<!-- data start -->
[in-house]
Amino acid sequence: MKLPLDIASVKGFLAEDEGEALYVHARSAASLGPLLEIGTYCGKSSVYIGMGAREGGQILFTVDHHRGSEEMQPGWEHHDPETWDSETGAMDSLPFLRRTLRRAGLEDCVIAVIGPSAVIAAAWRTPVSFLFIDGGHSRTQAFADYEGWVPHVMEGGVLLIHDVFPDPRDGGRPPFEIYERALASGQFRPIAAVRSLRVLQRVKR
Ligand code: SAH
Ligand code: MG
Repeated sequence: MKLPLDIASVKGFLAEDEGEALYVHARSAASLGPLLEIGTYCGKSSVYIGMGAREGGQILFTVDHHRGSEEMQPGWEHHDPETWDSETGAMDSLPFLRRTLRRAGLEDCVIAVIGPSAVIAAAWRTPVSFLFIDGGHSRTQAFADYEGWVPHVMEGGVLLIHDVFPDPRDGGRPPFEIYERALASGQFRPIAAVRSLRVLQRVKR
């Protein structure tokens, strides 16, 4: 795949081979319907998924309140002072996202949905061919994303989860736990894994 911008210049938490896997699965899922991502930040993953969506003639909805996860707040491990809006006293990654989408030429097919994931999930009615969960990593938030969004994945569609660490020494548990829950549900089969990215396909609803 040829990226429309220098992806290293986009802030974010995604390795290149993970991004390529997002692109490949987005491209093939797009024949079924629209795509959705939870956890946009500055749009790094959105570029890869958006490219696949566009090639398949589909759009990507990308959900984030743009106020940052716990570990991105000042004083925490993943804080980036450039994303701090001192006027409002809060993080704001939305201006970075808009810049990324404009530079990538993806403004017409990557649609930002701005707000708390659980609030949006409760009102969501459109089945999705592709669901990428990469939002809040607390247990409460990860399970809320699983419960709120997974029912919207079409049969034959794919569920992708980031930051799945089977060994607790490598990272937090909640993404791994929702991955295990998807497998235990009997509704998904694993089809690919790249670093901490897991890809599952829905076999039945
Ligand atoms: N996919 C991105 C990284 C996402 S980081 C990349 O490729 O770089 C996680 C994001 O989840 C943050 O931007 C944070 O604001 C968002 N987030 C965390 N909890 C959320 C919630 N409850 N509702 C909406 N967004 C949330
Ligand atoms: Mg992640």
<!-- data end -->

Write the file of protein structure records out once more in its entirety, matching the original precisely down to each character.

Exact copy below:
[in-house]
Amino acid sequence: MKLPLDIASVKGFLAEDEGEALYVHARSAASLGPLLEIGTYCGKSSVYIGMGAREGGQILFTVDHHRGSEEMQPGWEHHDPETWDSETGAMDSLPFLRRTLRRAGLEDCVIAVIGPSAVIAAAWRTPVSFLFIDGGHSRTQAFADYEGWVPHVMEGGVLLIHDVFPDPRDGGRPPFEIYERALASGQFRPIAAVRSLRVLQRVKR
Ligand code: SAH
Ligand code: MG
Repeated sequence: MKLPLDIASVKGFLAEDEGEALYVHARSAASLGPLLEIGTYCGKSSVYIGMGAREGGQILFTVDHHRGSEEMQPGWEHHDPETWDSETGAMDSLPFLRRTLRRAGLEDCVIAVIGPSAVIAAAWRTPVSFLFIDGGHSRTQAFADYEGWVPHVMEGGVLLIHDVFPDPRDGGRPPFEIYERALASGQFRPIAAVRSLRVLQRVKR
């Protein structure tokens, strides 16, 4: 795949081979319907998924309140002072996202949905061919994303989860736990894994 911008210049938490896997699965899922991502930040993953969506003639909805996860707040491990809006006293990654989408030429097919994931999930009615969960990593938030969004994945569609660490020494548990829950549900089969990215396909609803 040829990226429309220098992806290293986009802030974010995604390795290149993970991004390529997002692109490949987005491209093939797009024949079924629209795509959705939870956890946009500055749009790094959105570029890869958006490219696949566009090639398949589909759009990507990308959900984030743009106020940052716990570990991105000042004083925490993943804080980036450039994303701090001192006027409002809060993080704001939305201006970075808009810049990324404009530079990538993806403004017409990557649609930002701005707000708390659980609030949006409760009102969501459109089945999705592709669901990428990469939002809040607390247990409460990860399970809320699983419960709120997974029912919207079409049969034959794919569920992708980031930051799945089977060994607790490598990272937090909640993404791994929702991955295990998807497998235990009997509704998904694993089809690919790249670093901490897991890809599952829905076999039945
Ligand atoms: N996919 C991105 C990284 C996402 S980081 C990349 O490729 O770089 C996680 C994001 O989840 C943050 O931007 C944070 O604001 C968002 N987030 C965390 N909890 C959320 C919630 N409850 N509702 C909406 N967004 C949330
Ligand atoms: Mg992640």